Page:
Kawai Company’s Quality Manufacturing Process


Over centuries, the music industry has grown and evolved due to advancements in technology and changes in human needs. In Japan, the Kawai Musical Instrument Manufacturing Company (Kawai) is one of the music industry companies that have made a significant contribution to the growth and development of musical instruments. Efron (2000) notes that a weak economy, high production cost, and intense competition have compelled Kawai to explore global markets by manufacturing grand pianos. Manyika et al. (2012) advise manufacturers to consider the availability of labor, energy, market, talents, suppliers, and partners when designing and creating new products. The analysis of its operations and competitiveness in markets shows that Kawai performs well because it operates in 18 countries and attains sales of 870 million dollars yearly (Efron, 2000). Owing to its experience, technical expertise, and craftsmanship, Kawai seeks to challenge Steinway by producing luxury grand pianos. In essence, Kawai proposes to utilize quality as a competitive strategy in the local and global markets.

In describing how Kawai wants to venture into luxury, the purpose of this report is to examine the meaning of quality as a competitive strategy in the music industry. From the case study, Kawai aims to design and create grand pianos using conventional craftsmanship, quality materials, and technical innovations. Efron (2000) describes that Kawai combines sophisticated engineering and ancient wood to design and create luxury pianos that meet high standards. Shigeru Kawai plans to use seasoned wood aged 200 years and keyboards made of state-of-art material. Organizations, directors, quality managers, technicians, and designers are the target audience of this report. They play a significant role in the manufacture of quality products, particularly in the music industry. The scope of the report is to define the meaning of the quality and craftsmanship to Kawai and provide a detailed literature review to evaluate findings.

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Literature Review

Critical evaluation and examination of Kawai’s manufacturing processes and operations show that it employs quality in the design and creation of luxury pianos. Quality theories, systems, models, and theorists recognize quality management as an integral aspect of customer satisfaction in different markets. Quality management systems, such as ISO 9000, stipulate principles and values that organizations ought to adopt for them to provide quality products and services which meet consumer needs and expected the level of satisfaction (Anholon et al., 2018). In the modern world, innovation is a major driver of the quality of products and competitiveness. Based on his far-reaching in quality management, Professor David A. Garvin came up with eight dimensions of quality, viz. functions, attributes, durability, reliability, conformance, perceived quality, aesthetics, and serviceability, which provide a comprehensive assessment of the quality of products (Gulc, 2016). The quality of a product depends on how manufacturers adhere to the industry’s specifications, design attributes, attach value, and change customers’ perception. Thus, the literature review undertakes an analysis of Kawai based on the extensive quality dimensions and determines customer satisfaction.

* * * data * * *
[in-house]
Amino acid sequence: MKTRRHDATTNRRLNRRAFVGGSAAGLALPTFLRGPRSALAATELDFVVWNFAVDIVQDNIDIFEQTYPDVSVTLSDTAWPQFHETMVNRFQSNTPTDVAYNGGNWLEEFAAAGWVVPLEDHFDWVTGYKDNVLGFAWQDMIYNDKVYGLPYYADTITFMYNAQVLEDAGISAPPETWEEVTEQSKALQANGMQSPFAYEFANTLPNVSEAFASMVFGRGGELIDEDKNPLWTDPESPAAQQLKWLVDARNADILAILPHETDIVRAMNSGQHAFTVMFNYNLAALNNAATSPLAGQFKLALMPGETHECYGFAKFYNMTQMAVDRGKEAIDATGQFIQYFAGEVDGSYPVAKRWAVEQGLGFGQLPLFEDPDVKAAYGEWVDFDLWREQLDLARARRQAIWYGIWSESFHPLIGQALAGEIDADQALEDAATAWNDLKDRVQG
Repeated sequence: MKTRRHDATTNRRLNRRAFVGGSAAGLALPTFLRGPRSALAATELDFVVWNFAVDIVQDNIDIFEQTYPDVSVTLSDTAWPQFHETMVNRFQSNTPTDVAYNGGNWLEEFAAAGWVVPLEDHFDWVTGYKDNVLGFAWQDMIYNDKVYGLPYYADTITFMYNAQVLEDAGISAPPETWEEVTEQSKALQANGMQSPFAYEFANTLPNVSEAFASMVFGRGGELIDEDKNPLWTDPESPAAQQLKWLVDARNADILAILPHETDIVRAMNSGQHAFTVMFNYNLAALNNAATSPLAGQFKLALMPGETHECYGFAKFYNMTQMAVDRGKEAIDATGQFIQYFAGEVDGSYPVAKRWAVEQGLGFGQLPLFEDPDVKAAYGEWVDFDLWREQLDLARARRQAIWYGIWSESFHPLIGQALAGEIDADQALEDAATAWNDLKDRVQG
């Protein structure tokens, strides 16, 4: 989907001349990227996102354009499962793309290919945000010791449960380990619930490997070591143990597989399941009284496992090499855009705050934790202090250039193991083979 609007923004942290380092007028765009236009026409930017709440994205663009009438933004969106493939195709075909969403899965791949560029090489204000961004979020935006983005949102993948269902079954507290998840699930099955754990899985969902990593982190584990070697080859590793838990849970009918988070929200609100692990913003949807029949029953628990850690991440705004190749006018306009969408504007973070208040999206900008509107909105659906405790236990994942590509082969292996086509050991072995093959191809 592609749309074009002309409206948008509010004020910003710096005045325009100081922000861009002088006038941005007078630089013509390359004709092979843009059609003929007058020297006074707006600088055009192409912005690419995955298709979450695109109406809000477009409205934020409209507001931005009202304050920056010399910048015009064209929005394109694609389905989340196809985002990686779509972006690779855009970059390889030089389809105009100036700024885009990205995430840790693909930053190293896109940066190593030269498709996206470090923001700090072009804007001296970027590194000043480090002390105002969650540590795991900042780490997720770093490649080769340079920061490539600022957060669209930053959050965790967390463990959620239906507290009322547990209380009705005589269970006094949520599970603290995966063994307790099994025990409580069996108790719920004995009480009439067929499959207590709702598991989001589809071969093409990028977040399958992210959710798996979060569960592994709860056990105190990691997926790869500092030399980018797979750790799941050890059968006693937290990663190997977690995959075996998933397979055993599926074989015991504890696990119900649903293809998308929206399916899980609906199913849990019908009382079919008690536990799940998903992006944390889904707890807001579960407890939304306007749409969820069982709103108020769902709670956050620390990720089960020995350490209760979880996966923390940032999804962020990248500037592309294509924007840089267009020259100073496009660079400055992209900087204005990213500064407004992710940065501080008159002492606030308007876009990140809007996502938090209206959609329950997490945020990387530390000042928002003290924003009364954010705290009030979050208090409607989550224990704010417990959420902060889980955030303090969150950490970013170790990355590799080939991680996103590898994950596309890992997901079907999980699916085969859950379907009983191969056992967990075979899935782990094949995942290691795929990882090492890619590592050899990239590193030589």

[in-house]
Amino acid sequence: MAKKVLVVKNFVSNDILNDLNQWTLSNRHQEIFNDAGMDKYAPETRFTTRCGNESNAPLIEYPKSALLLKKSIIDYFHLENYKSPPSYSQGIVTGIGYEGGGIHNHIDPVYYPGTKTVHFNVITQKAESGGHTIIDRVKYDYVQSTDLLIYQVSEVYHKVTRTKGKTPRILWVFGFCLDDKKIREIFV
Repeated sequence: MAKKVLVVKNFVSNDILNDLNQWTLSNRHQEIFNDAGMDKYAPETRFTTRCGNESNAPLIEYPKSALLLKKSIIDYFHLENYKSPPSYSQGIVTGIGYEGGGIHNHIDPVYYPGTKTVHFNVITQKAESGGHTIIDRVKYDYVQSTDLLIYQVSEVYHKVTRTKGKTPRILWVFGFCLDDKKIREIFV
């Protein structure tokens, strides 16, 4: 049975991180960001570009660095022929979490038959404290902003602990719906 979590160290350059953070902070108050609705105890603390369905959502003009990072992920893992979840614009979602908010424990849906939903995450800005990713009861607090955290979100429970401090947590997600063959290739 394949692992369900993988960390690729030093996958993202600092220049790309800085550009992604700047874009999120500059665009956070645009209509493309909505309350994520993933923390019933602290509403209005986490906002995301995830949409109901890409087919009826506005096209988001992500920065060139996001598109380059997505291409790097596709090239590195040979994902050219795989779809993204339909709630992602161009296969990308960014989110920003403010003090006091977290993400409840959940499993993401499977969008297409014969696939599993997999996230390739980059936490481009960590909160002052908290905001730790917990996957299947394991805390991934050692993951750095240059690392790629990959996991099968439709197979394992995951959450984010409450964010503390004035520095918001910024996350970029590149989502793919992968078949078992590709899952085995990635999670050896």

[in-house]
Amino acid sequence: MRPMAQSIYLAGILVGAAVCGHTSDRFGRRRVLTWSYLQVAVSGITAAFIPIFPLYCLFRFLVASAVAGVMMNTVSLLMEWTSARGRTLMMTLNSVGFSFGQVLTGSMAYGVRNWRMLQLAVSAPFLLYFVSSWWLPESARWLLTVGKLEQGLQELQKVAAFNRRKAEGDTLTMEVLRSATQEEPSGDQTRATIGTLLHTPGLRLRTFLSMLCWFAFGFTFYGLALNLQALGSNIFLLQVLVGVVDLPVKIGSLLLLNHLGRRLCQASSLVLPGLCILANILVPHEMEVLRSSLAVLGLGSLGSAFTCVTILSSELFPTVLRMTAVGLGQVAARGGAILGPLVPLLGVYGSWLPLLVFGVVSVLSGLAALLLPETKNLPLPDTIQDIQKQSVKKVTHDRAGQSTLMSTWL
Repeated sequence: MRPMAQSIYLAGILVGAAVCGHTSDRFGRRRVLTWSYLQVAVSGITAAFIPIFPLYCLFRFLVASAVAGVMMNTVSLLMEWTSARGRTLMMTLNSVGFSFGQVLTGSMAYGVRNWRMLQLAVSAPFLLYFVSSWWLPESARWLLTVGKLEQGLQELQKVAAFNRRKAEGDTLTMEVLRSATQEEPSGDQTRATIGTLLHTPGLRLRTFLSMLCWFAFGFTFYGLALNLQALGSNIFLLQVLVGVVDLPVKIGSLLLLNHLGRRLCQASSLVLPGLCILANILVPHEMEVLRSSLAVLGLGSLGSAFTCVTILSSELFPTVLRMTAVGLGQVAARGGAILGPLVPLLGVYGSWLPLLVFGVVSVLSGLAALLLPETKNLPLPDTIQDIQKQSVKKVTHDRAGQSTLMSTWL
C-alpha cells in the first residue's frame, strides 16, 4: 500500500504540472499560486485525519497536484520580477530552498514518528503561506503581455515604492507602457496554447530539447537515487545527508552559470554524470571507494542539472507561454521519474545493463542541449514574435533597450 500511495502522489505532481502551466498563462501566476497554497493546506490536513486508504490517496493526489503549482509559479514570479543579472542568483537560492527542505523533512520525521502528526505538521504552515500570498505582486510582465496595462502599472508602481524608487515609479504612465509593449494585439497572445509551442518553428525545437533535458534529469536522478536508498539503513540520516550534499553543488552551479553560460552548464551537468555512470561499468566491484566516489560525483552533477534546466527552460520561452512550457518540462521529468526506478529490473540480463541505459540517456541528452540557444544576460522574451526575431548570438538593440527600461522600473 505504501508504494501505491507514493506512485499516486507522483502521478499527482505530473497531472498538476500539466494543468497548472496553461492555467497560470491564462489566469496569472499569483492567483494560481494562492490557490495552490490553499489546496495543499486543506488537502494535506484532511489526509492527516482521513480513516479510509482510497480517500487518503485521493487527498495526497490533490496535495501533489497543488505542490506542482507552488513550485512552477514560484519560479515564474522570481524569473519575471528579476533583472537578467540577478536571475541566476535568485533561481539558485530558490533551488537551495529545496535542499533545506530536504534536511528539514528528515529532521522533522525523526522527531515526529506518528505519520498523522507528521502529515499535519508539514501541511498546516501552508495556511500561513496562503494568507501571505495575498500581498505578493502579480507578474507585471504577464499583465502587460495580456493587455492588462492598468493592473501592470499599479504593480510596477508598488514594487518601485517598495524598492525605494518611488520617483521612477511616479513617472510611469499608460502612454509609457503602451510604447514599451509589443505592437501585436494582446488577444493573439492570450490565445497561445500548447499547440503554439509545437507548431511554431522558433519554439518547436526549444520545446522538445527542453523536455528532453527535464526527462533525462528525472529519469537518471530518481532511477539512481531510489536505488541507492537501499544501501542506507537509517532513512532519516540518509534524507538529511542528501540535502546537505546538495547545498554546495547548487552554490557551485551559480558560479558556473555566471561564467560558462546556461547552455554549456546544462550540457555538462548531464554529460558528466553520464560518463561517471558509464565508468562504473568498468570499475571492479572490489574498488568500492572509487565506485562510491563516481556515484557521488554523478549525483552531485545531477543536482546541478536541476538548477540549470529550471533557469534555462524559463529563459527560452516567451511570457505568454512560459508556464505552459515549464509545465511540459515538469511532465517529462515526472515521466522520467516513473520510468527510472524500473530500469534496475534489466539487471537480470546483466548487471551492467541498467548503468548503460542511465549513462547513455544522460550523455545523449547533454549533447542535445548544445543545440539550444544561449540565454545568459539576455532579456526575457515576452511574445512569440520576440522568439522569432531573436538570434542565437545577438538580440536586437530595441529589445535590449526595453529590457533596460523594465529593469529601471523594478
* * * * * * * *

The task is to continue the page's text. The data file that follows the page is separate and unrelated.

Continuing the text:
Additional Attributes and Increased Functions

Attributes constitute a significant factor of a product that determines its quality, and subsequently, its ability to satisfy customers’ needs. Besides, attributes dictate the performance of a product because each part has functional significance. Attributes are key factors that determine competitive advantage in the market, for they originate from a manufacturing company’s innovative and creative abilities. Critical analysis of the music industry shows that major manufacturers of instruments, such as Steinway, Kawai, Fazioli, and Schimmel, have designed and incorporated unique attributes to their pianos. These unique attributes act as trademarks, which differentiate them in the market and enable customers to identify their choice brands.